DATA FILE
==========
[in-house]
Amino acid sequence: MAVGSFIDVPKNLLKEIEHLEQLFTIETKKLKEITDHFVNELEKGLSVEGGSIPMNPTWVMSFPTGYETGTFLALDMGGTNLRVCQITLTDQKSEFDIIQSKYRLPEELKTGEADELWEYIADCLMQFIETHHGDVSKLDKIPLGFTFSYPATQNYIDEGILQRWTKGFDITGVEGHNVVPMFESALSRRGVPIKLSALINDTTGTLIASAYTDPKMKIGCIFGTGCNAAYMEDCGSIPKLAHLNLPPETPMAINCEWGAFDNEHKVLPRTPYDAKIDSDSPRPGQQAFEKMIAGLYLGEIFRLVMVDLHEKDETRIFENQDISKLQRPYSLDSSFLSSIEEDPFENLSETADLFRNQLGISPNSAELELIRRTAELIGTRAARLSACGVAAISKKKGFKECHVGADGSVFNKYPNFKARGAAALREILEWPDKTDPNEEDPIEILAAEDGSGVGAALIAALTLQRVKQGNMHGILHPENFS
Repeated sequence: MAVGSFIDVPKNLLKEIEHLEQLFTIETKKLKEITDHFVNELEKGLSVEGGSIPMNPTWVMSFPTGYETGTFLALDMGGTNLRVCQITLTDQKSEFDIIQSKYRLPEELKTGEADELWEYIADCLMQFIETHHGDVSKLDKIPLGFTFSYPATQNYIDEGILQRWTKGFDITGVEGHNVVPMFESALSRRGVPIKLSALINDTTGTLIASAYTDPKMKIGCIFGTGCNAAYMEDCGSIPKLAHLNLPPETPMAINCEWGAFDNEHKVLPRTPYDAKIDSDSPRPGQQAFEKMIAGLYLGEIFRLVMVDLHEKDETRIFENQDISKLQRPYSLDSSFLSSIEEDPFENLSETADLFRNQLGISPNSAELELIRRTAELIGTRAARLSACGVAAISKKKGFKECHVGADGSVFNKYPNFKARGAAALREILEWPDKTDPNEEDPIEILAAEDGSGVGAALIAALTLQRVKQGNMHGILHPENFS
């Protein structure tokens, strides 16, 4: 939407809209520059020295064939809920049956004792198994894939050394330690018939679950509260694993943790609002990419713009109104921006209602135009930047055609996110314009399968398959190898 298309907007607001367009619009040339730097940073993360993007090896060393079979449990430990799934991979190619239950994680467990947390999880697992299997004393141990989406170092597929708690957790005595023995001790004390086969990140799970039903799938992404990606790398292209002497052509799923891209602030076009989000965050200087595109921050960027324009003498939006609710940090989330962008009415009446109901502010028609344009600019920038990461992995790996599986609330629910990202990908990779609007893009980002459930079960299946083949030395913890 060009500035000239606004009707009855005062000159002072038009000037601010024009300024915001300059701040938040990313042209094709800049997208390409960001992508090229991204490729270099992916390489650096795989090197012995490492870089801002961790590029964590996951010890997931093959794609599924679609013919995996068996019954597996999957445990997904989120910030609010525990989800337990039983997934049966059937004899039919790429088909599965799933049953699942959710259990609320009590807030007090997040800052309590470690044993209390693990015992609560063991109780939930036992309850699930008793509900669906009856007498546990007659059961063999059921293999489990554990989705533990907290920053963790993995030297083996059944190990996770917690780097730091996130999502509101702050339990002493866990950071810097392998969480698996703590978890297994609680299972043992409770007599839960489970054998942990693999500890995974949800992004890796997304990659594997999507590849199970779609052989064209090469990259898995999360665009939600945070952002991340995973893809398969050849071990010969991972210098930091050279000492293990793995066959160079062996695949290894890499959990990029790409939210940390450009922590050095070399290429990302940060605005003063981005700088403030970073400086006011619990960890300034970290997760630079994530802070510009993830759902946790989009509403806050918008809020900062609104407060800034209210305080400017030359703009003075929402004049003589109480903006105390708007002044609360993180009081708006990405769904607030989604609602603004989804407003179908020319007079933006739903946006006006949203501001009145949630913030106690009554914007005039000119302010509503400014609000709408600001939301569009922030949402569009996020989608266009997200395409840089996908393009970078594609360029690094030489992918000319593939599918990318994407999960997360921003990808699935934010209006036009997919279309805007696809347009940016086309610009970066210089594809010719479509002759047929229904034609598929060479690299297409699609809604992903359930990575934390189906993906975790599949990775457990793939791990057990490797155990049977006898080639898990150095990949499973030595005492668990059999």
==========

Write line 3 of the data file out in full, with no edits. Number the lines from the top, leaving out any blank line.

Repeated sequence: MAVGSFIDVPKNLLKEIEHLEQLFTIETKKLKEITDHFVNELEKGLSVEGGSIPMNPTWVMSFPTGYETGTFLALDMGGTNLRVCQITLTDQKSEFDIIQSKYRLPEELKTGEADELWEYIADCLMQFIETHHGDVSKLDKIPLGFTFSYPATQNYIDEGILQRWTKGFDITGVEGHNVVPMFESALSRRGVPIKLSALINDTTGTLIASAYTDPKMKIGCIFGTGCNAAYMEDCGSIPKLAHLNLPPETPMAINCEWGAFDNEHKVLPRTPYDAKIDSDSPRPGQQAFEKMIAGLYLGEIFRLVMVDLHEKDETRIFENQDISKLQRPYSLDSSFLSSIEEDPFENLSETADLFRNQLGISPNSAELELIRRTAELIGTRAARLSACGVAAISKKKGFKECHVGADGSVFNKYPNFKARGAAALREILEWPDKTDPNEEDPIEILAAEDGSGVGAALIAALTLQRVKQGNMHGILHPENFS